Picture of Beka’ot [Photo Credit: Nivzu]

Beka’ot is a moshav, or a collective agricultural community, that is located in the Jordan Valley. The community of Beka’ot was established on June 16, 1972, as apart of the Union of Agricultural Movement. It was originally called Buka (to come out or protrude) because of the topographical structure of the area. There is Mount Tammun to the southwest and Mount Adir to the northeast and the valley that extends between.

The community of Bek’aot is comprised of approximately 68 families- or 187 people- and spans over 445 acres (1.8 km2) of land. The original residents are members of the Agricultural Association. Some of the residents are second and even third generations of the founders, who also decided to establish their home in Bek’ot.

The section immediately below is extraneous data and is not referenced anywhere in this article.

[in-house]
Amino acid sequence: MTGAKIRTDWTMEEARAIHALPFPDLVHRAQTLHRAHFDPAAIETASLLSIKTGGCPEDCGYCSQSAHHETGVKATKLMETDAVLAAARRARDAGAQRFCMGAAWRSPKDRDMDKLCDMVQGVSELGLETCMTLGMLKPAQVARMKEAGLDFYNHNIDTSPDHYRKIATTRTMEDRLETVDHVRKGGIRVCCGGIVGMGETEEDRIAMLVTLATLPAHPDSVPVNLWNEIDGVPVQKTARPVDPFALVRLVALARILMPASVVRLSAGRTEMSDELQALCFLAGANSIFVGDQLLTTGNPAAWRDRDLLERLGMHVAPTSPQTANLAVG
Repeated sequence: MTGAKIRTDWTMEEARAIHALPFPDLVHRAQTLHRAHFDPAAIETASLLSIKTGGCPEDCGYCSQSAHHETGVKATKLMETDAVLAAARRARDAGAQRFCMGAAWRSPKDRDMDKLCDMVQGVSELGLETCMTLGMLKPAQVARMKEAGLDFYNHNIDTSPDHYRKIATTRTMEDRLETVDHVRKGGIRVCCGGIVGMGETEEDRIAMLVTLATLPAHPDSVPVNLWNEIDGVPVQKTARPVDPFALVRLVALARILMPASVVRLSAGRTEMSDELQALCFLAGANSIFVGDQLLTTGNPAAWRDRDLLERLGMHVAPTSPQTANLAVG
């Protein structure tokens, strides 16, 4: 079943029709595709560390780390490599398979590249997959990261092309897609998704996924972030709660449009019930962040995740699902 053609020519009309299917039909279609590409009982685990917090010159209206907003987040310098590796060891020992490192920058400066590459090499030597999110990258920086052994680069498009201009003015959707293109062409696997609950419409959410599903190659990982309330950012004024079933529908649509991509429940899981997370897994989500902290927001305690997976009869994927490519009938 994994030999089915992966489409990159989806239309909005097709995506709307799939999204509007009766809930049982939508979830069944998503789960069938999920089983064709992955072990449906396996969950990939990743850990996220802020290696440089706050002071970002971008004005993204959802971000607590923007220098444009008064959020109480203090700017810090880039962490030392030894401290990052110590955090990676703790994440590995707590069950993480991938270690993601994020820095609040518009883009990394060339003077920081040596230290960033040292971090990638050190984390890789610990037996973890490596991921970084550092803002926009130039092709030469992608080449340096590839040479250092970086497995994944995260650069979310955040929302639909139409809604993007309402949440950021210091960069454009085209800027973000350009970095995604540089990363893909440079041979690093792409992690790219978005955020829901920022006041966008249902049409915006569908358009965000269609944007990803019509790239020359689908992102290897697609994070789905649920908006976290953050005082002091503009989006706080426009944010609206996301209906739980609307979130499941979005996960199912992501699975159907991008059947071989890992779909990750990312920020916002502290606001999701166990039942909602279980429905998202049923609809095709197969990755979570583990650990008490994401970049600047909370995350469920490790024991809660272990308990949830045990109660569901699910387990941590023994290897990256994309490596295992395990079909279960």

There is a grocery shop, a synagogue, a regional medical clinic, and a private garage. There are daycare centers, playgrounds, playgrounds, a members club, and a youth club with regular activities. About half of the residents of Beka’ot are engaged in agriculture, mainly growing grapes for food. The rest of the residents work as self-employed or salaried employees in the regional council and in the regional schools and outside the high-tech valley.

In the Beka’ot, the community celebrates the Jewish and Israeli holidays together and spends a lot of time in the
members’ club with one another. This moshav takes pride in how they care for each other’s welfare and success. Beka’ot falls under the Jordan Valley Regional Council and is located in Samaria in the area once designated for the tribe of Manasseh.